Who Do I Make the Offer to and What Happens Then?
You make the offer to the estate agent who will convey it to the seller ... who will then accept or decline. Acceptance may be taken back later (“gazumping” used to be quite popular, and is making a comeback too), but in our leaner times, a quick sale is often the optimum for the seller.
Do I Need a Solicitor?
Technically not, but you should always employ the services of one to make sure everything is kosher. The estate agent may recommend a local solicitor, should you not be able to source one yourself - a good starting point is the Law Society of Ireland.
What is the Cost of Buying Property in Ireland?
Apart from the price of the property itself, expect to pay for the following:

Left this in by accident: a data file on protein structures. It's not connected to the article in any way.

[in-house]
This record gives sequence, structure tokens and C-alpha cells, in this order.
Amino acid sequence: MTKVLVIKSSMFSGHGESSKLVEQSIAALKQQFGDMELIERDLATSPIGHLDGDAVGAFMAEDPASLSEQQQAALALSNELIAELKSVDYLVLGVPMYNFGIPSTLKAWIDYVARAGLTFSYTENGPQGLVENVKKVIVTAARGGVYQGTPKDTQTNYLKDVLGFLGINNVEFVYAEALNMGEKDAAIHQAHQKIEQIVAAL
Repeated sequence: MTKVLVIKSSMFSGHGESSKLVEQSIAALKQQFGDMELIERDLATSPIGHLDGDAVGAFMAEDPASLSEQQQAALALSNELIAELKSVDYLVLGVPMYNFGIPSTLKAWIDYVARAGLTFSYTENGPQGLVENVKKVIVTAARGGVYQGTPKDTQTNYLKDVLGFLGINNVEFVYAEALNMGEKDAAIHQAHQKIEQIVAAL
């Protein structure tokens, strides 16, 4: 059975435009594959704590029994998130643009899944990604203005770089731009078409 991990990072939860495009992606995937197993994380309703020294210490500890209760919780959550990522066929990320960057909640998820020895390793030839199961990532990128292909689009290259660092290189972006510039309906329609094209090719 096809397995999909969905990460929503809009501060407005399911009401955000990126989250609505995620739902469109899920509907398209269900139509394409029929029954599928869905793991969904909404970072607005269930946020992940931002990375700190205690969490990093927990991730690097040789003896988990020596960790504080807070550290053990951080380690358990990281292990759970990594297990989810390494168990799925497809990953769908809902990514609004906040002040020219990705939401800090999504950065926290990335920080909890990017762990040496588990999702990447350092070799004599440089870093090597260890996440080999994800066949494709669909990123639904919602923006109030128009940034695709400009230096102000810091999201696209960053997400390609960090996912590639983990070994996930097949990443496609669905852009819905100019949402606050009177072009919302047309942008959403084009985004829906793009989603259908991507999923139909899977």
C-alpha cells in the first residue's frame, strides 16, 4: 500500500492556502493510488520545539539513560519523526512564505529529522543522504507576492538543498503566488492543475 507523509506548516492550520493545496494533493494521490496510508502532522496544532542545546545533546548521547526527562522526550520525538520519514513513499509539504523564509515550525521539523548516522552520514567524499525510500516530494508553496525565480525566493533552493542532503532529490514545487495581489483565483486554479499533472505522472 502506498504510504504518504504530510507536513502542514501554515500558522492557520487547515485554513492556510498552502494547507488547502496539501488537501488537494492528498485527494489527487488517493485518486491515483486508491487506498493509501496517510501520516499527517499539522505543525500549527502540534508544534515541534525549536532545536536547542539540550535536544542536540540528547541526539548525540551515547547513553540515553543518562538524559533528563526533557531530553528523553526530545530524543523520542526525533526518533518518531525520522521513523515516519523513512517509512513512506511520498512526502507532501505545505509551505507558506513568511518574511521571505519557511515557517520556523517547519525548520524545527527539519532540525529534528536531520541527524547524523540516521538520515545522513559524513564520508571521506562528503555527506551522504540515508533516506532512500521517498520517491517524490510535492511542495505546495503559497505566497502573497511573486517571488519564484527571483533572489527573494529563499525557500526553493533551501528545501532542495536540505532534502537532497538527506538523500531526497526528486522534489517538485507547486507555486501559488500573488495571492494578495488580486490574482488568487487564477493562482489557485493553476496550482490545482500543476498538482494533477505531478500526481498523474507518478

- Legal Fees – as there is no fixed rate of charges, solicitors can offer quite competitive (or extortionate) rates for “conveyancing work” (the legal fees associated with buying property), so obtain quotes. The charge may be a flat fee or a percentage of the purchase price. Other costs associated with the legal side include Land Registry fees and legal searches.
- Survey Fee – a survey is optional but recommended when buying a second-hand house. Cost can again vary, get quotes in.
- Stamp Duty – expect to shell out around 3,000 to 5,000 Euros for legal fees, another 500 to 1,000 Euros for a surveyor and the two percent stamp duty.
Those are All the Costs, Right?